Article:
Tuesday, April 15, 2008

April 15, 2008 - The Numbers Game

Things are looking up for people with non-Hodgkin lymphoma – if the statistics are any guide.

A news article from about a month ago reports on a German study of survival rates of people with NHL, based on U.S. statistics kept by the National Cancer Institute:

“Two-thirds of patients diagnosed between 2002 and 2004 will survive at least five years, compared to half of patients diagnosed between 1990 and 1992, according to the study published in the Archives of Internal Medicine.

Ten-year survival rates were projected to rise to 56 percent in patients diagnosed from 2002 to 2004, up from 39 percent in 1990-1992, the researchers found.”

The researchers also found that, the younger you are, the more likely you are to be on the survivor side of the equation (no surprise, there).

What accounts for the improvement? Two things, say the researchers. The first is the impact of rituximab (trade name: Rituxan), the monoclonal antibody therapy I received along with my chemotherapy. While Rituxan doesn’t work on all non-Hodgkin lymphomas (only those with the CD-20 protein on the surface of affected cells), it is effective against the B-cell lymphoma I have.

The second factor is improvements in treating patients who have HIV-AIDS. Lymphoma is a frequent secondary complication of HIV. If fewer people in the general population are suffering from out-of-control AIDS, then that means a smaller percentage of today's lymphoma patients have previously been weakened by that disease – which means the overall, average survivability of lymphoma goes up. That has no bearing on my situation, of course, but it does affect the overall numbers.

So, what should I make of these statistics? It’s always dicey for us cancer patients to look at our own disease through the prism of statistics. The numbers can become a self-fulfilling prophecy. (That’s why some oncologists are reluctant to give a direct, statistical answer to the question, “Give it to me straight, Doc, how long have I got?”).

But even so, the statistics seem to be calling my name. I feel the temptation to regard these numbers as a sort of road map for the rest of my life. Let’s see... I was diagnosed in 2005, at age 49 – just one year later than the group that’s the subject of the study. If 10-year survival rates are projected to rise to 56 percent for patients diagnosed between 2002 and 2004, then that ought to mean people diagnosed in my year will do at least as well, if not a little better. From the glass-is-half-full standpoint, that means I share the bounty.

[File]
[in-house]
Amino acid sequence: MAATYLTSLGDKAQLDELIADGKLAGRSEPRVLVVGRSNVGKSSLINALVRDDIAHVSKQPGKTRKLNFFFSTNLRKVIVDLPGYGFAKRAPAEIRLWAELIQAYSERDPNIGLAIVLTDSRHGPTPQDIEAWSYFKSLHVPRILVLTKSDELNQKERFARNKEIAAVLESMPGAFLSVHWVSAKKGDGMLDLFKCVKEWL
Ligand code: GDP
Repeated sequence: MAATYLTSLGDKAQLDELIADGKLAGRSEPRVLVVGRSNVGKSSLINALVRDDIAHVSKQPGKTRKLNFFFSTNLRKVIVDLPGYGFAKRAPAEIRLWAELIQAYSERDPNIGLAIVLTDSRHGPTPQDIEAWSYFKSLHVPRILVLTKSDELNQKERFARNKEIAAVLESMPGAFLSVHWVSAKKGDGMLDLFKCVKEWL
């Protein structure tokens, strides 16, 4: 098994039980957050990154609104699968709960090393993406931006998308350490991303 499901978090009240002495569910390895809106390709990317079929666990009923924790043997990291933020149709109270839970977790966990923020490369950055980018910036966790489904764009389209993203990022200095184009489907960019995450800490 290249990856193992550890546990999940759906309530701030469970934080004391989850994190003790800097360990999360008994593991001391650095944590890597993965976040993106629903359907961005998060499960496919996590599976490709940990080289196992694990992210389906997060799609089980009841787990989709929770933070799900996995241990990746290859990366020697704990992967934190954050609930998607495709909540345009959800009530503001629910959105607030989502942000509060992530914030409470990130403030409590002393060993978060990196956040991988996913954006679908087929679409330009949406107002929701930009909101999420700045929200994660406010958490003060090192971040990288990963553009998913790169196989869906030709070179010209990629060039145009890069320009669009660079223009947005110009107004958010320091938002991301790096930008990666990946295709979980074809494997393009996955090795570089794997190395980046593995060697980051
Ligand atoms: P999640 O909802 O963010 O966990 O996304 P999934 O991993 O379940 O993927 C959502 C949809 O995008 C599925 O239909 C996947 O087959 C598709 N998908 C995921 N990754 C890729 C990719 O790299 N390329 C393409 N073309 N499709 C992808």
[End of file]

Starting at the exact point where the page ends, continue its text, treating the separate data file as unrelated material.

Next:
On the other hand – from the glass-is- half-empty standpoint – that means my chances of living into my sixties are just a little better than a coin-flip. No wonder I can’t get life insurance!

Of course, these numbers include not only lymphomas that are treatable with Rituxan, but also those that aren’t. That – along with my relative youth – gives me a better-than-even chance of getting into the right 50%, the group that wins the coin toss.

Statistics aren’t a road map, of course. We can’t plan our lives by them. If we try, we’ll like as not end up in a ditch.

You’ll understand, though – won’t you – if I take these numbers as a reason to feel just a little encouraged?

1 comment:

Sudipta Das said...

Hello Carl
on this issue I fully agree with you. but If we want to combat against a dreadful disease like cancer we need a comprehensive knowledge of the cancer symptoms that can lead to the infliction of the disease which would help us to nullify

its consequences at the elementary level.

thank you

sudipta das